In addition to these problems, Savannah is determined to find her birth parents, since she was adopted at a young age. Her adoptive parents, whom we’re told are loving and supportive, act as if she’s betraying them by wanting to learn about her biological family. She responds by acting almost guilty, yet at the same time she doesn’t seem overly bothered by it.
While we’re on the topic of the adoption, there are some other big problems with that part of the story. Savannah’s been seeing a therapist, who hypnotizes her so that she can remember her birth family. Problem? She was 10 months old when she was taken by the state. Yet she has extensive memories of her birth family, albeit ones that are buried in her unconscious. Not only is this highly unlikely to begin with (not even addressing the highly fallible nature of such hypnosis) but the attention span and perceptive abilities of a 10 month old are not even taken into consideration. Savannah and her therapist both fully believe that she can recall events from that age, despite the fact that she probably couldn’t even have been aware of the events she “remembers,” let alone be able to comprehend them.
But there are many more demerits for unbelievability. When the prison guards act suspicious that Tucker and Savannah’s relationship seems to be verging off into personal, Savannah steers the conversation to literature and poetry. I guess actually talking about the case would be a dead giveaway. And in the first scene of the book, the main character is getting on a bus in New York City (in a completely out-of-place and inappropriate scene), and we’re supposed to believe that New Yorkers stop and watch her, that she gains their attention with her gentle nature. Now, I’m fairly certain that there are any number of gentle-natured people living in NYC. But it takes a lot more than that to get noticed in New York. And lastly, when Savannah flees to her parents house after an abusive confrontation with Cash, whom she refuses to lock out of the house, her loving father thinks it’s a good idea to invite Cash to a social function as her guest without consulting her, something we’re supposed to be upset at, but not find terribly strange. It’s completely out of character, and why it’s there is beyond me.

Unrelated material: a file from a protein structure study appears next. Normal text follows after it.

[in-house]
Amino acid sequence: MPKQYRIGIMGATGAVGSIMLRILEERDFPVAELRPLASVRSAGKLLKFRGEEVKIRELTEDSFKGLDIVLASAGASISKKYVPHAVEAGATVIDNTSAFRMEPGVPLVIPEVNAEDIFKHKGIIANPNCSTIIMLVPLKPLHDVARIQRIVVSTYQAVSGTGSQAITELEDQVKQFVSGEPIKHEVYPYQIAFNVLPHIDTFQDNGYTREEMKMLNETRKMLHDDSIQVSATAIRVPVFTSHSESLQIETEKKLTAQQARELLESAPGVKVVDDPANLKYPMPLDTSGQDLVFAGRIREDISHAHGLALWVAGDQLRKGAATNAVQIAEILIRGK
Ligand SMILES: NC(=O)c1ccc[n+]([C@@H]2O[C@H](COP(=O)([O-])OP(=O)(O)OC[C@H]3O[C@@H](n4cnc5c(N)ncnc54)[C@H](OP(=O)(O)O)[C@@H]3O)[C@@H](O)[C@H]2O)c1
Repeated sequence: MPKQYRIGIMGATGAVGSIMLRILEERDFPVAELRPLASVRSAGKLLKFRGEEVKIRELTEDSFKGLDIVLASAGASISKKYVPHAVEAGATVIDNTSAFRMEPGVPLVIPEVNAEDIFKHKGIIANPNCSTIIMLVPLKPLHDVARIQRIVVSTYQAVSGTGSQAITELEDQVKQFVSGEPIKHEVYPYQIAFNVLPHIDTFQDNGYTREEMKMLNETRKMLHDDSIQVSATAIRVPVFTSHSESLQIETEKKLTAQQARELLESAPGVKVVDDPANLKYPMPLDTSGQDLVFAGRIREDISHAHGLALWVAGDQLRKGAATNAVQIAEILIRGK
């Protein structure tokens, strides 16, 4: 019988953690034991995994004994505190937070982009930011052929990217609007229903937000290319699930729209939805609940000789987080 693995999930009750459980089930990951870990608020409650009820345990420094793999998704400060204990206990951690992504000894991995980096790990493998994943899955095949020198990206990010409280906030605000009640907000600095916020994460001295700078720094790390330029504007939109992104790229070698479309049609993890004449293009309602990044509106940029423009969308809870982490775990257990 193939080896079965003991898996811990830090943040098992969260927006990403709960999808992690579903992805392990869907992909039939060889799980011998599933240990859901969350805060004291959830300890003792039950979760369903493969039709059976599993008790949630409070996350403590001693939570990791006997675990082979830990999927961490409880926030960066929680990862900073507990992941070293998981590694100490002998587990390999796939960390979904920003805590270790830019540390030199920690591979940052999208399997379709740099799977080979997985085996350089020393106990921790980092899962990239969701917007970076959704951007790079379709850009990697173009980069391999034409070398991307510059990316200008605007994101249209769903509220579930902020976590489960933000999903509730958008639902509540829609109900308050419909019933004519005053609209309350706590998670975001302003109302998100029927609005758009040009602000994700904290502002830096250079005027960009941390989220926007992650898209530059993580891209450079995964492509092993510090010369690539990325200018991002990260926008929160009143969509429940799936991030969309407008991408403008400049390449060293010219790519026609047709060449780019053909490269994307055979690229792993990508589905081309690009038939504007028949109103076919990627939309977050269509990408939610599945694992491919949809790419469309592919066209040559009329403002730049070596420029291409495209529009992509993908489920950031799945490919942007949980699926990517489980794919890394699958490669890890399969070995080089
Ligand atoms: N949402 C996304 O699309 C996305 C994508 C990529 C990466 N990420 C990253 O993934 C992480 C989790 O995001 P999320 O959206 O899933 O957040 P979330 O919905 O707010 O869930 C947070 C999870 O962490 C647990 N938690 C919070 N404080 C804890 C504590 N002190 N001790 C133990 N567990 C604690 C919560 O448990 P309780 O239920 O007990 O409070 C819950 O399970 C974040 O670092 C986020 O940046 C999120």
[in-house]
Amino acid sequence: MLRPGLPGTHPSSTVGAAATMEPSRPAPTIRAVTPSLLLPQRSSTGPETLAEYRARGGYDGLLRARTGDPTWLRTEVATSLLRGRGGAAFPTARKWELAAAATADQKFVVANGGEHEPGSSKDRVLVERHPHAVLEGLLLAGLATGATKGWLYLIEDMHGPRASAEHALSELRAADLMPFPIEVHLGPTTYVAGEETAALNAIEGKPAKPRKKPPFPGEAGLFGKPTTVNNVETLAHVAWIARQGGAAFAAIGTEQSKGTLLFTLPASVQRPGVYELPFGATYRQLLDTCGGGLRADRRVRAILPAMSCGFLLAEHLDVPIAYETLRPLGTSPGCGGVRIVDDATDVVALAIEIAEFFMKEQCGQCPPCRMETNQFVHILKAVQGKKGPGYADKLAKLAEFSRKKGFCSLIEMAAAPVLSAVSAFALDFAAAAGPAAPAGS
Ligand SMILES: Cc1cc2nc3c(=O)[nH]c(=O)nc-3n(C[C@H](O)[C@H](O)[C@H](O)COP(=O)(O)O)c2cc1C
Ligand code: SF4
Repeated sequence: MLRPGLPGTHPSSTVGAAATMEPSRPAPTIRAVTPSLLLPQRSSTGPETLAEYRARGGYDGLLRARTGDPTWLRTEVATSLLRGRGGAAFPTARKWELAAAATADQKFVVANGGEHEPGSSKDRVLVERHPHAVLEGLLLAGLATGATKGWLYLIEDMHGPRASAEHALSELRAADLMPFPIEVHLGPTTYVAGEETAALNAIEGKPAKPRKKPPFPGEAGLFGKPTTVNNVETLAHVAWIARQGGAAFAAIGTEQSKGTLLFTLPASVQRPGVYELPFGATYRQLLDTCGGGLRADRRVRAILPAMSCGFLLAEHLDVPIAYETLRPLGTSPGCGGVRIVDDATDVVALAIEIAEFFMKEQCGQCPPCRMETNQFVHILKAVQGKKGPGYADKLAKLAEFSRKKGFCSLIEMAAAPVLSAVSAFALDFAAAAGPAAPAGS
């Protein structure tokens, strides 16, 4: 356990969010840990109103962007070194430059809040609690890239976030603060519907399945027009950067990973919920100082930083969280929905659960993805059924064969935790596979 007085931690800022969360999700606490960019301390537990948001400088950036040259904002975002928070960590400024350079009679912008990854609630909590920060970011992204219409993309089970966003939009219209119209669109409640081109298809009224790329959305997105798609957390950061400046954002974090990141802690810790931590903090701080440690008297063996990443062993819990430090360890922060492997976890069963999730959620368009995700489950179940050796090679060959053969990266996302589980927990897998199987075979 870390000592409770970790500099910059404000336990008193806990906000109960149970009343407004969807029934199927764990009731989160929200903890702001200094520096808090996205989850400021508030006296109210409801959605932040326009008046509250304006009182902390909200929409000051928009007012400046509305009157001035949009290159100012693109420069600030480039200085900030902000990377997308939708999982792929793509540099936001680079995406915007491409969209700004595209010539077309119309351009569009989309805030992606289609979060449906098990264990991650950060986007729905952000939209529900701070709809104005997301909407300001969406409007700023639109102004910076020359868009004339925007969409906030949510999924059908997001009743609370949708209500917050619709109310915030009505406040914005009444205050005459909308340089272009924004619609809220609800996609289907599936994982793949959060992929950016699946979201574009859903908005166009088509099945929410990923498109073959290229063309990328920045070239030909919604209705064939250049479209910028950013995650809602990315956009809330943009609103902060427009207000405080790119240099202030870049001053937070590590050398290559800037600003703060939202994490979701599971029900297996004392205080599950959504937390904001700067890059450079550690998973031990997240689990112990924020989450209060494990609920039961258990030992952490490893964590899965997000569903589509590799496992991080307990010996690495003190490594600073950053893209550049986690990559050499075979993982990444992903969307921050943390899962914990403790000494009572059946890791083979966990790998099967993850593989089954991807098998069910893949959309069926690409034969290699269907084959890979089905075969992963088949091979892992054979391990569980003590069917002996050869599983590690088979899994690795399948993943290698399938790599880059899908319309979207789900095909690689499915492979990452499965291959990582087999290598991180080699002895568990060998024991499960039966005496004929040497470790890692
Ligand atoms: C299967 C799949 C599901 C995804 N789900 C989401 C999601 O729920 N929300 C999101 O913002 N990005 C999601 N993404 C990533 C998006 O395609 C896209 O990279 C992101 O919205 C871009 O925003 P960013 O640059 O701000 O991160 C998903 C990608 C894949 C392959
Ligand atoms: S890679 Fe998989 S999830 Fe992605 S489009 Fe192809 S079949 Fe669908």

And then there are the inconsistencies. In the first scene of the book, she’s receiving therapy in which she clearly recalls being separated from her mother (at 10 months of age). Problem? It takes place in 1979, while she later reports, in 1996, that she’s only been in therapy for eighteen months. Also, there’s an episode that she “remembers” when she was about two, and being tested for intelligence, while sitting on her mother’s lap. Which would be difficult, since she didn’t see her mother after being the initial separation. And then, perhaps under the heading of merely “annoying,” there is the fact that characters are continually remarking on the strong physical resemblance between Tucker and Cash, but the book never goes anywhere with it. Which is very odd, since a large number of the revelations in the book hinge on biological relationships, and the authors repeatedly seem to be hinting at one between Cash and Tucker, who just happens to be adopted as well.
All in all, Inventing Savannah is an incredibly frustrating book, because the authors have taken what could so easily have been a meaty and memorable, even heart-rending read, and turned it into a largely unreadable volume of supposed “surprises” and unlikable characters. Pass on this one; it would only frustrate you, too.